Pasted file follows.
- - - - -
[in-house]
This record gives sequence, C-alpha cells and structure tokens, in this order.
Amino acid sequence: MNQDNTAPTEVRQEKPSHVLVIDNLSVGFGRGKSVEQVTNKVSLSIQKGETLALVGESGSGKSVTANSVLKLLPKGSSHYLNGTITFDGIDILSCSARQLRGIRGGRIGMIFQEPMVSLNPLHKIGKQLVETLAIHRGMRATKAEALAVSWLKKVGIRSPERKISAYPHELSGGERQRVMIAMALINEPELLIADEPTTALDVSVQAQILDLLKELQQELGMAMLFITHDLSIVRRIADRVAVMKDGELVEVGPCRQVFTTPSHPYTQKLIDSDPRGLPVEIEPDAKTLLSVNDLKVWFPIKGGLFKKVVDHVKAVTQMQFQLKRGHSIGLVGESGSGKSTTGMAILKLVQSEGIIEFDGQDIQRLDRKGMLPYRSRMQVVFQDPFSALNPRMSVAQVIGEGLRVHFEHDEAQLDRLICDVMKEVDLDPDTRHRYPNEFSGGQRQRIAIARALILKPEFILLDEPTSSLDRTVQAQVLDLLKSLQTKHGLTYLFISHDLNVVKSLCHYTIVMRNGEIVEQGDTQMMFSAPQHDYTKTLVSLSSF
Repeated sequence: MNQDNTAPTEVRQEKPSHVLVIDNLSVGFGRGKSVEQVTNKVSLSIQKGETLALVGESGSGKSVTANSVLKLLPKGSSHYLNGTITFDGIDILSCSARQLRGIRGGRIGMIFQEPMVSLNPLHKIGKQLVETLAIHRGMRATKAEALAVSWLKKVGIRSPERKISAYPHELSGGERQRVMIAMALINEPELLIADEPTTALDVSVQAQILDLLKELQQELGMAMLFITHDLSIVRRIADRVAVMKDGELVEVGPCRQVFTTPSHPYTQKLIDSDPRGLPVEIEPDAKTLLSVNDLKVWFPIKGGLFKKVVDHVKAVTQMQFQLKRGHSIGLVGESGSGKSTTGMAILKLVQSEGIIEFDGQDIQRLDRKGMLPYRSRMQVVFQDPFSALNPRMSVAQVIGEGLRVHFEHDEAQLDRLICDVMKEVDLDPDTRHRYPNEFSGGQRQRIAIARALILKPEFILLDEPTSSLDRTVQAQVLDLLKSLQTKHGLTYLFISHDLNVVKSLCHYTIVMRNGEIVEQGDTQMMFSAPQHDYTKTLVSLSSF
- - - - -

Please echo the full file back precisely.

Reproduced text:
[in-house]
This record gives sequence, C-alpha cells and structure tokens, in this order.
Amino acid sequence: MNQDNTAPTEVRQEKPSHVLVIDNLSVGFGRGKSVEQVTNKVSLSIQKGETLALVGESGSGKSVTANSVLKLLPKGSSHYLNGTITFDGIDILSCSARQLRGIRGGRIGMIFQEPMVSLNPLHKIGKQLVETLAIHRGMRATKAEALAVSWLKKVGIRSPERKISAYPHELSGGERQRVMIAMALINEPELLIADEPTTALDVSVQAQILDLLKELQQELGMAMLFITHDLSIVRRIADRVAVMKDGELVEVGPCRQVFTTPSHPYTQKLIDSDPRGLPVEIEPDAKTLLSVNDLKVWFPIKGGLFKKVVDHVKAVTQMQFQLKRGHSIGLVGESGSGKSTTGMAILKLVQSEGIIEFDGQDIQRLDRKGMLPYRSRMQVVFQDPFSALNPRMSVAQVIGEGLRVHFEHDEAQLDRLICDVMKEVDLDPDTRHRYPNEFSGGQRQRIAIARALILKPEFILLDEPTSSLDRTVQAQVLDLLKSLQTKHGLTYLFISHDLNVVKSLCHYTIVMRNGEIVEQGDTQMMFSAPQHDYTKTLVSLSSF
Repeated sequence: MNQDNTAPTEVRQEKPSHVLVIDNLSVGFGRGKSVEQVTNKVSLSIQKGETLALVGESGSGKSVTANSVLKLLPKGSSHYLNGTITFDGIDILSCSARQLRGIRGGRIGMIFQEPMVSLNPLHKIGKQLVETLAIHRGMRATKAEALAVSWLKKVGIRSPERKISAYPHELSGGERQRVMIAMALINEPELLIADEPTTALDVSVQAQILDLLKELQQELGMAMLFITHDLSIVRRIADRVAVMKDGELVEVGPCRQVFTTPSHPYTQKLIDSDPRGLPVEIEPDAKTLLSVNDLKVWFPIKGGLFKKVVDHVKAVTQMQFQLKRGHSIGLVGESGSGKSTTGMAILKLVQSEGIIEFDGQDIQRLDRKGMLPYRSRMQVVFQDPFSALNPRMSVAQVIGEGLRVHFEHDEAQLDRLICDVMKEVDLDPDTRHRYPNEFSGGQRQRIAIARALILKPEFILLDEPTSSLDRTVQAQVLDLLKSLQTKHGLTYLFISHDLNVVKSLCHYTIVMRNGEIVEQGDTQMMFSAPQHDYTKTLVSLSSF